Tuesday, May 04, 2004

Et Tu, Science and Technology? In another classic case of handwringing by the NYT, the paper implies that the US is becoming a shirtless-with-a-novelty-foam-cowboy-hat-and-airhorn citizen of the global science community. This is the type of commentary I can't stand reading - where the author substitutes a proxy for his/her own opinion in a veiled effort to make a point (i.e., "analysts say . . .", "experts agree that . . .", "analysts point to . . ."). Also, after running through a litany of areas where the U.S. is allegedly "lagging" in the sciences, the author can't help but to fall back on the NYT mantra "without government funding, there can be nothing."

Unfortunately, for many people, including people on the editorial board at the NYT, they refuse to understand that it not a matter of what you conceive - it's what you are able to do with that conception once you reduce it to a commercial form. And once you start making (gasp!) profits from that product, you are certainly going to look for greener pastures when you realize that over half of your money is being siphoned for taxes and labor costs ("labour" for you people in Millwall) . . .

Some comments from the article:

**** "For instance, scientific papers by Americans peaked in 1992 and then fell roughly 10 percent, the National Science Foundation reports. Why? Many analysts point to rising foreign competition, as does the European Commission, which also monitors global science trends. In a study last year, the commission said Europe surpassed the United States in the mid-1990's as the world's largest producer of scientific literature." (just what we need - more mountains of paper)

**** "Patents are a main way that companies and inventors reap commercial rewards from their ideas and stay competitive in the marketplace while improving the lives of millions. Foreigners outside the United States are playing an increasingly important role in these expressions of industrial creativity. In a recent study, CHI Research, a consulting firm in Haddon Heights, N.J., found that researchers in Japan, Taiwan and South Korea now account for more than a quarter of all United States industrial patents awarded each year, generating revenue for their own countries and limiting it in the United States." - since when is licensing a zero-sum game? If you license something, you do so presumably because you can make MORE money from your derivative product.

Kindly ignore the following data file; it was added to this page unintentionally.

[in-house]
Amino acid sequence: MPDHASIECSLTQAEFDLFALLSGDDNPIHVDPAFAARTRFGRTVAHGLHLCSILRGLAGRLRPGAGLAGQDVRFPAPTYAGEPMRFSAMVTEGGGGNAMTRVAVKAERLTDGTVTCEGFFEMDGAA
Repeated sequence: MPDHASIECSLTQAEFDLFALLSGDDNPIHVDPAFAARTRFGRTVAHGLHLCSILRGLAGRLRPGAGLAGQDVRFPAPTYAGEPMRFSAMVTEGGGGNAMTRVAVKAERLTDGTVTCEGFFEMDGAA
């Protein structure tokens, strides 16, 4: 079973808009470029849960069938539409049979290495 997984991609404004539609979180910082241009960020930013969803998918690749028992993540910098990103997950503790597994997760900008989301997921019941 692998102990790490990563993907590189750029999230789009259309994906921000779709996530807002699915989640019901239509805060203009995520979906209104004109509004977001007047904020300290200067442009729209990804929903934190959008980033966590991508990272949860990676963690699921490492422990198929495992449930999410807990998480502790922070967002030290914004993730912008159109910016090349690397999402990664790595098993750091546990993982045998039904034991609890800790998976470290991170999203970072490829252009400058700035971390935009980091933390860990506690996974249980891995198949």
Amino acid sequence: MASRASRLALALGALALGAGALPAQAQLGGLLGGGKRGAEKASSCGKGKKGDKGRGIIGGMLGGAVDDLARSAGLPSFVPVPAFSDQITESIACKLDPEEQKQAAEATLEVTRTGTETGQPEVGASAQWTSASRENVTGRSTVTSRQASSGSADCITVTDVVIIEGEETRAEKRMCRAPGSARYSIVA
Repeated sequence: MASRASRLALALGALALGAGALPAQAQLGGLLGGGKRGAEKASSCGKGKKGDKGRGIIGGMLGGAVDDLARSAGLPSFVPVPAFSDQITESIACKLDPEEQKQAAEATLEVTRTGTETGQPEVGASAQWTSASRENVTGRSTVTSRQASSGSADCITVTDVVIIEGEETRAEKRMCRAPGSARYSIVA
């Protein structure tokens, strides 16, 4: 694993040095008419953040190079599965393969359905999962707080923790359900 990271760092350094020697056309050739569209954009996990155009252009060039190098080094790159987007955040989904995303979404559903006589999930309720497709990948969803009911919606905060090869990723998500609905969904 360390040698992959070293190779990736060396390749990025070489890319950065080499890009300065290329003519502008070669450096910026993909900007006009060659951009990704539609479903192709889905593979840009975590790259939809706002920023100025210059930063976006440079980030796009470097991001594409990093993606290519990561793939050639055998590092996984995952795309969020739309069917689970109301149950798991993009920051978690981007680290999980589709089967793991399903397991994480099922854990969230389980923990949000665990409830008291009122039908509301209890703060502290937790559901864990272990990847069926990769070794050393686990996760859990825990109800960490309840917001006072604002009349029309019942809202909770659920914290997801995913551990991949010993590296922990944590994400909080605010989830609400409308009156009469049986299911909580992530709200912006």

**** "Moreover, their growth rates are rapid. Between 1980 and 2003, South Korea went from 0 to 2 percent of the total, Taiwan from 0 to 3 percent and Japan from 12 to 21 percent." - Welcome to the party, chum. 23 years, and you finally notice that Pacific Rim companies are filing patents?

**** "More troubling to some experts is the likelihood of an accelerating loss of quality scientists. Applications from foreign graduate students to research universities are down by a quarter, experts say, partly because of the federal government's tightening of visas after the 2001 terrorist attacks." - (cough), well, that and the fact that PhD candidates are starting out in positions that pay less than what most bartenders make . . .

Seja o primeiro a comentar


This Blog/Web Site ("Blog") is for educational purposes only and is not legal advice. Use of the Blog does not create any attorney-client relationship between you and Peter Zura or his firm. Persons requiring legal advice should contact a licensed attorney in your state. Any comment posted on the Blog can be read by any Blog visitor; do not post confidential or sensitive information. Any links from another site to the Blog are beyond the control of Peter Zura and does not convey his, or his past or present employer(s) approval, support, endorsement or any relationship to any site or organization.

The 271 Patent Blog © 2008. Template by Dicas Blogger.